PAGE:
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The Somatic Connection  |   July 2015
Support for Application of Cranial Osteopathic Manipulative Medicine in Patients With PTSD and TBI
Author Affiliations
  • Hollis H. King, DO, PhD
    University of California, San Diego School of Medicine
Article Information
The Somatic Connection   |   July 2015
Support for Application of Cranial Osteopathic Manipulative Medicine in Patients With PTSD and TBI
The Journal of the American Osteopathic Association, July 2015, Vol. 115, 464. doi:10.7556/jaoa.2015.098
The Journal of the American Osteopathic Association, July 2015, Vol. 115, 464. doi:10.7556/jaoa.2015.098
Davis L, Hanson B, Gilliam S. Pilot study of the effects of mixed light touch manual therapies on active duty soldiers with chronic post-traumatic stress disorder and injury to the head [published online March 26, 2015]. J Bodyw Mov Ther. doi:10.1016/j.jbmt.2015.03.006. 
Researchers at William Beaumont Army Medical Center in El Paso, Texas, were able to assess the impact of light touch manual therapy (LTMT) on soldiers with a diagnosis of posttraumatic stress disorder (PTSD) and head injury. The study participants were recruited from active duty soldiers approved to participate in an intensive outpatient program designed to treat soldiers with PTSD, which included integrative therapies such as acupuncture, reiki, psychotherapy, massage, and psychopharmacologic therapy.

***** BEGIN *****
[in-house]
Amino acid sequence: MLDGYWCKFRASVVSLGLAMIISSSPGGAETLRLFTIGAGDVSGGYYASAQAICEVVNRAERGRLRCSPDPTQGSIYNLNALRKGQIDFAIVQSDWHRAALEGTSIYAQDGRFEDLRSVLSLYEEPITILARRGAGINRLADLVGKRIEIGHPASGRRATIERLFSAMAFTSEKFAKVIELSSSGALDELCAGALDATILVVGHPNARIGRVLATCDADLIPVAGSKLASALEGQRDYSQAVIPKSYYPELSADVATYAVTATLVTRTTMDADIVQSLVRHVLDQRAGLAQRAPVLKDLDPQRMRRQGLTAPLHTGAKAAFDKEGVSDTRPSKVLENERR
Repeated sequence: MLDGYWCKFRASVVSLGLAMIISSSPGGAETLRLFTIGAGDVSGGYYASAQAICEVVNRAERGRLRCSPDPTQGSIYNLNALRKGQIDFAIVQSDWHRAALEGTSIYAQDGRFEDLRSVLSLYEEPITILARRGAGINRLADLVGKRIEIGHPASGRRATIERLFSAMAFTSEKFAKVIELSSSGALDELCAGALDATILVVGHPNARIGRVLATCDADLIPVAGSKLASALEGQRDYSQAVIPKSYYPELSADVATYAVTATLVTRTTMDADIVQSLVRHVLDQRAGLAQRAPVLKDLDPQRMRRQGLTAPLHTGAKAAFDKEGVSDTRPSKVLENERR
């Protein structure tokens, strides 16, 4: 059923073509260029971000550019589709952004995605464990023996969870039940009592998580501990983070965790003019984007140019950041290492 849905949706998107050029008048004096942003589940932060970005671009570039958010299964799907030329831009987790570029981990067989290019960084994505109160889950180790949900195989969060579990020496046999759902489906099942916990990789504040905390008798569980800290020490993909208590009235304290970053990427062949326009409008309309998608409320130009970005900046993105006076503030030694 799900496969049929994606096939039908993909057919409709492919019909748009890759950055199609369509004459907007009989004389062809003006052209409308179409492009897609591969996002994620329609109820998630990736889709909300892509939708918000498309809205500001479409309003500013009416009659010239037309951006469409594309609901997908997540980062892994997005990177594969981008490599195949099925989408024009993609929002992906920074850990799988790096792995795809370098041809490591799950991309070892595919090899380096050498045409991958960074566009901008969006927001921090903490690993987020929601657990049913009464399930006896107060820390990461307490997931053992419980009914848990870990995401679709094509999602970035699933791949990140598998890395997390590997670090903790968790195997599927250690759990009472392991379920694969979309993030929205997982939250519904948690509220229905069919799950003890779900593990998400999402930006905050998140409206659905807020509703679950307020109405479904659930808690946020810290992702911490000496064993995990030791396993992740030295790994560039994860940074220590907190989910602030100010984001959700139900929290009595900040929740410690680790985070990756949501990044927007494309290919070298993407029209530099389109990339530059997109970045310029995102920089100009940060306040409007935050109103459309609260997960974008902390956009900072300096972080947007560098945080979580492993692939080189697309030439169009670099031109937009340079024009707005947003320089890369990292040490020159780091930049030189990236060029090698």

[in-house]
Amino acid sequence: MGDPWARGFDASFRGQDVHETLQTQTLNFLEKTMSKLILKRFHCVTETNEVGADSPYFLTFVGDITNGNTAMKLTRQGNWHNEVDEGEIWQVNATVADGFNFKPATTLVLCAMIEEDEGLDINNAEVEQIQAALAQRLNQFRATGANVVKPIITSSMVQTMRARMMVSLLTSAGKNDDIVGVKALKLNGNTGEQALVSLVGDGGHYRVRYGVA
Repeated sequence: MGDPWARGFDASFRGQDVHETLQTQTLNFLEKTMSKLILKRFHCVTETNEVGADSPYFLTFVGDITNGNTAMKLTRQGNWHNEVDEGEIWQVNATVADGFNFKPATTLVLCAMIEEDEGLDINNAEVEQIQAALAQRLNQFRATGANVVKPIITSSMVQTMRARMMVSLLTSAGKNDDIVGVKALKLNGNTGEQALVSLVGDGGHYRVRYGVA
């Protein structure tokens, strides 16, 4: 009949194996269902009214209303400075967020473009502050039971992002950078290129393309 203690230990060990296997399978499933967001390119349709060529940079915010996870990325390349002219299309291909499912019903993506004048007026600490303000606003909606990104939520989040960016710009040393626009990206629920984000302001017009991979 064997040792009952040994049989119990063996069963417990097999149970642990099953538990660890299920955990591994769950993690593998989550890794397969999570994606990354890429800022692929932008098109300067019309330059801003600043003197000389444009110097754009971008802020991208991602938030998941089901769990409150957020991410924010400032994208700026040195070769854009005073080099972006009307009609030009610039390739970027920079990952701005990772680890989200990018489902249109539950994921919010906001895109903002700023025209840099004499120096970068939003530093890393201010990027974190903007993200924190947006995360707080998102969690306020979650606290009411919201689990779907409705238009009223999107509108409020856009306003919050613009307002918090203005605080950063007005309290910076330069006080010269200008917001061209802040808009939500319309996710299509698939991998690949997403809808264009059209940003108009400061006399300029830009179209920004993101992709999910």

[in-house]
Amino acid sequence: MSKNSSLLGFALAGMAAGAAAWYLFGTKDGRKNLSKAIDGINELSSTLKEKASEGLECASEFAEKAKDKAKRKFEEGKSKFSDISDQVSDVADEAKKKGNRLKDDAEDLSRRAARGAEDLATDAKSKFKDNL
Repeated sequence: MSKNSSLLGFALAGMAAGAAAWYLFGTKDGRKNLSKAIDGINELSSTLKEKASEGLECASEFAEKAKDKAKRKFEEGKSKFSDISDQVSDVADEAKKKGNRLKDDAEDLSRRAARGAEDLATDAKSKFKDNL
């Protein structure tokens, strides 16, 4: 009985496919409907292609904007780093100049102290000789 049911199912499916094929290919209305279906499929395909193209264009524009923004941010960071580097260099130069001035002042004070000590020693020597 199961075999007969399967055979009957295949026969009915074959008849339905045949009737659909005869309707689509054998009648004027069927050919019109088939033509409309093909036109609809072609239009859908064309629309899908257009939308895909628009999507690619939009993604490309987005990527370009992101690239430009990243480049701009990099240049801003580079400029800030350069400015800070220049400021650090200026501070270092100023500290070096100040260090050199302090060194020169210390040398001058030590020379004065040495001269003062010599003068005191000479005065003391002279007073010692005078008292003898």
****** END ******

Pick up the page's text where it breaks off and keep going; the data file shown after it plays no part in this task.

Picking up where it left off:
The study took place before the participants were admitted to the intensive outpatient program. Inclusion criteria were self-reported injury to the head at least 2 years before the start of the study. This restriction controlled for the occurrence of spontaneous remission from traumatic brain injury (TBI). Exclusion criteria were shrapnel or prosthetics in the spine or cranium, history of brain surgery, fever, acute systemic infection, previous light touch massage of scalp, inability to tolerate light or moderate pressure on the scalp or body, lactation, or pregnancy. 
The 10 participants selected were men between the ages of 27 and 45 years with a diagnosis of PTSD. Ninety percent had a diagnosis of headache and 80% had a diagnosis of TBI. No control group was used. Each participant received two 1-hour LTMT sessions scheduled 1 week apart. In the sessions, the therapist palpated the head and other body regions as customized for each participant. The therapist primarily used craniosacral therapy and brain curriculum. Approximately 80% of the session was spent on the head, 5% to 15% on the sacrum and lower back, and, for some participants, 5% was spent on the rest of the body. 
Outcome measures were drawn from an array of assessment tools available to the military and used in the assessment and management of PTSD. Although almost all of the assessment results showed a decrease in symptoms and an increase in cognitive functions and mobility, the most notable findings were the decrease in self-reports of intensity of headache and intensity of anxiety after the 2 LMTM sessions (P=.008-.031). Also statistically significant were the results of the validated PTSD Checklist (P=.013) and the validated Patient-Reported Outcomes Measurement Information System scale for pain interference (P=.039). 
Although limited as a pilot study with no control group, this study shows the potential for similar osteopathic interventions to benefit patients with PTSD and TBI.